Sochi Olympics 2014: Norway Roster Analysis

Image courtesy of

EDITOR’S NOTE: The Olympic Games may be well under way, but Ice Nation UK will continue to bring you analysis of each Men’s hockey team in contention.  Enjoy!

The eve of the World’s greatest international hockey competition is upon us.  As teams make their final preparations, and strategise for the tough road ahead, Ice Nation UK is going to break down each and every roster in attendance.

Keep checking in over the next couple of days as we bring you the very best in analysis, and you might learn a thing or two about how the best hockey nations on the planet stack up against each other “on paper”.

Next up: the oft-forgotten Scandinavian sister, Norway.


Forwards (14):

  • Image courtesy of nhl,com.

    Morten Ask

  • Anders Bastiansen
  • Robin Dahlstrøm
  • Kristian Forsberg
  • Mads Hansen
  • Marius Holtet
  • Sondre Olden
  • Ken Andre Olimb
  • Mathis Olimb
  • Mats Rosseli Olsen
  • Niklas Roest
  • Martin Røymark
  • Per-Åge Skrøder
  • Patrick Thoresen
  • Mats Zuccarello

Defence (8):

  • Alexander Bonsaksen
  • Jonas Holøs
  • Henrik Solberg
  • Daniel Sørvik
  • Ole-Kristian Tollefsen
  • Mats Trygg
  • Henrik Ødegaard

Goal (3):

  • Lars Haugen
  • Lars Volden
  • Steffen Søberg


Norway Forwards Analysis – Scoring Stats

In order to analyse the forward selections, the first port of call is quite obviously their scoring numbers.  Hockey is won by the team that scores more goals, so what better way to evaluate the players whose job it is to do just that?

The following table displays each forward named to Norway, followed by their position, age, their statistics for each of the four seasons leading up to the Olympics, their totals, and the averages.

Seasons coloured GREEN are those spent entirely or partially in a league other than the NHL.  Scoring totals include those obtained while playing in other domestic leagues around the globe, both professional and junior (if applicable).  Click the image to enlarge it.


Statistics courtesy of; table created by Chris Hext.
  • Clearly very little in the way of NHL talent here, with Mats Zuccarello of the New York Rangers representing the only player to have played even a minute in the league over the last 4 years.
  • Not only is Zuccarello in the NHL, but he’s an extremely effective player at that level despite his 5’7″ frame.  With 77 points in 125 games to-date, and playing at a 0.74 points per game pace this year, he’s looking like just about the best Norwegian hockey player in history (former Blue Jacket Espen Knutsen might argue that point, but Zuccarello is trending to be more effective).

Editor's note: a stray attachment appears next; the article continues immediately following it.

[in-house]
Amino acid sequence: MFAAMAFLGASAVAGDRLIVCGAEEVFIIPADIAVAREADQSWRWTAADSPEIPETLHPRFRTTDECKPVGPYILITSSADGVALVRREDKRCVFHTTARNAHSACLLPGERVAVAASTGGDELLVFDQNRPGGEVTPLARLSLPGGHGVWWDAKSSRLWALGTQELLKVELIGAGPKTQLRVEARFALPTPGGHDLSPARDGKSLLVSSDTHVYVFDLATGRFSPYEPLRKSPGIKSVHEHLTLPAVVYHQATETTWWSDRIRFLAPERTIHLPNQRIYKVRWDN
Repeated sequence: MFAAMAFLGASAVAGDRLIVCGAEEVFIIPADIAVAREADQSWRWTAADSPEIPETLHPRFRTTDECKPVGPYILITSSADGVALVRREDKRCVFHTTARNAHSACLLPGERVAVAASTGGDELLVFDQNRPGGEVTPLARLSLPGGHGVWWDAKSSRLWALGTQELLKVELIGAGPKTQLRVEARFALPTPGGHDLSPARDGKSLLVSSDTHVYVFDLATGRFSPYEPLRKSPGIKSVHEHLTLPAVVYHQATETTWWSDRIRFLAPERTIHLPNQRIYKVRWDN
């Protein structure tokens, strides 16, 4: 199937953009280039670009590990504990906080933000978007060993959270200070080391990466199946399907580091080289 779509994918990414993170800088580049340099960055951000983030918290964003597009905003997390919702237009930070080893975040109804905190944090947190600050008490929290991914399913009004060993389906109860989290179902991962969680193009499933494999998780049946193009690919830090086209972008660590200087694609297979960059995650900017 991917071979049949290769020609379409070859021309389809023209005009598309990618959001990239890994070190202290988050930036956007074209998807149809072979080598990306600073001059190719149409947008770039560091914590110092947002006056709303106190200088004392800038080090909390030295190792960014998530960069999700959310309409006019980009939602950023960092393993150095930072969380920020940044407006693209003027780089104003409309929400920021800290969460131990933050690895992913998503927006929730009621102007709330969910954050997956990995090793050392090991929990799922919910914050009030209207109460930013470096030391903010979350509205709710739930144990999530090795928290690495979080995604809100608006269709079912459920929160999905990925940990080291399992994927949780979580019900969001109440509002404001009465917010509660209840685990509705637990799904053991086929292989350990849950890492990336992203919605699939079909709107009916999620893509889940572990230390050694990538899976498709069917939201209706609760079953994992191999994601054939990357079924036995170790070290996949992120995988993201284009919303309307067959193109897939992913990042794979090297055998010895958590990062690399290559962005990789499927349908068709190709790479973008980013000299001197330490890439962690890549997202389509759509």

• Joining Zuccarello as the superstars of Norway is Patrick Thoresen.  Thoresen spent 106 games in the NHL between 2006 and 2008, scoring 24 points, primarily being used in a defensive role.  Since then however, he has proven himself as one of the best forwards at both ends of the ice that the KHL has ever seen, with 242 points in 240 career games and an outstanding defensive game.
  • Young forward Olden looks like a very capable scorer in Europe, as does Ask, but on the whole this isn’t the most offensively talent roster out there.  They will be relying on Thoresen and Zuccarello a lot.

Norway Forwards Analysis – Deployment and Usage

The next table displays the usage of each forward on their respective NHL teams, including their relative ranking on their team in terms of Time On Ice.  Those who are top 3 on their respective teams in any of the disciplines can likely be considered to be highly trusted and valued players by their coach.

This is not a perfect measure by any means — some players are probably unfairly punished due to the depth on their teams — but it does give some indication as to how Norway might be expected to use them.  Click the image to enlarge.


Statistics courtesy of; table created by Chris Hext.
  • Mats Zuccarello plays second-line minutes at 5v5 and top line powerplay minutes, indicating a guy trusted by his coach to play fairly significant minutes.  His scoring numbers would suggest he has more than earned these minutes.